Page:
Also during the Great War, the common garden slug was deployed by the U.S. army as an early warning to the presence of mustard gas. The highly sensitive slugs would indicate their discomfort to the presence of gas in enough time for the soldiers to put on their gas masks.

The Romans were no less inventive. They would unleash angry swarms of bees by catapulting bee hives into advancing armies. Even in World War One, bee hive booby traps were used by both sides, when a hive would fall onto the unwitting soldier after they activated a trip wire.

PIGEONS: To prevent German homing pigeons sending messages to and from spies within the UK in World War Two, MI5 trained peregrine falcons to patrol the skies. When a batch of pigeons were sighted flying from the Scilly Isles for France in 1942, the falcons were sent on two-hour patrols, with the task of killing any pigeon that came into view.

DOLPHINS & SEALIONS: From the 1960s to the 1990s the U.S. Navy Marine Mammal Program trained dolphins and sea lions for military uses. The bottlenose dolphin’s biosonar makes it the perfect ally to help detect and recover underwater mines, while the sea lion’s incredible underwater vision and agility makes it the ideal marine sentry, helping to spot approaching enemy swimmers.

Both animals can even be trained to attach a device onto an enemy swimmer which will then deploy a buoy, alerting crew nearby to the intruders’ presence. These animals’ ability to dive to great depths also enables them to help with tagging and recovering objects from the seabed. Dolphins helped protect U.S. ships during the Vietnam War and were even deployed to Bahrain in 1987 and 1988 to patrol the USS La Salle in harbour. More recently, sea lions were sent to the Persian Gulf to help protect U.S. and British warships during the Iraq War of 2003.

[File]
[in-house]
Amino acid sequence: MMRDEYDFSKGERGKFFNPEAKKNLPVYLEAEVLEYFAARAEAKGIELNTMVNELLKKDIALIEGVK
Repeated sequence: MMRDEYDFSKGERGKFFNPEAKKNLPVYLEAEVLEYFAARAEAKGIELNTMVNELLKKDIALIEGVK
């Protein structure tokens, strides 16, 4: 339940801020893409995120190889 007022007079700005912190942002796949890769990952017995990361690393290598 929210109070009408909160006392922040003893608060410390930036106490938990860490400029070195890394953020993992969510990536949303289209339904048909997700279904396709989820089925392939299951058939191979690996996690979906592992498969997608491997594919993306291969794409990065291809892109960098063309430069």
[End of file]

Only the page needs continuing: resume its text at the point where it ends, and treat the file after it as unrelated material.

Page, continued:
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About historywithatwist

I am an Associate Editor with a national newspaper. I have a keen interest in history and in writing. I have published one novel, Tan, and am currently working on a sequel
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8 Responses to The Dogs of War and Other Battlefield Animals

  1. carolervin says:

    I found a wonderful instructional treatise titled The Mule, written in something like 1867 by Harvey Riley, Superintendent of the Government Corral. The book made me aware of the use of mules in the American Civil War. It’s a Project Gutenberg reprint (ebook) available free. It’s written in simple language, so different from the flowery prose of the period. Imagine, there was a Government Corral. Books like these are treasures. Thanks for your post!

  2. I just downloaded it, Carol. Look forward to having a read. Thanks!

  3. I found War Horse to be a moving and incredibly realistic film. Your post is very interesting. Animals of war are not often mentioned. I have a blog on the Second World War and write occasional posts with reference to the role of animals. A recent post was on the creation of the K-9 Corps. http://secondbysecondworldwar.com/?p=3774

    • That’s an interesting link, Brandon, and I see from your comments that the dogs were treated as veterans when they retired, which is brilliant. Your blog is excellent. Thanks for sharing. – David

  4. Tracey Best says:

    David,
    Check out this link regarding Moose. The second comment especially refers to what I was looking for. Marshall had told me about this group that was wiped out to eliminate the knowledge of domesticating moose. Thought you might be interested. http://bearcreekjournal.com/russian-moose-rider/

    • Thanks Tracey. That’s a fascinating post. I suppose when you look at the size of the animal it’s not that surprising to think of someone using a moose like a horse, but it’s not something that readily springs to mind

  5. Laura Hedgecock says:

    Great article! My grandpa served as a wagoner in WWI and took care of horses in his unit. I love hearing more about that.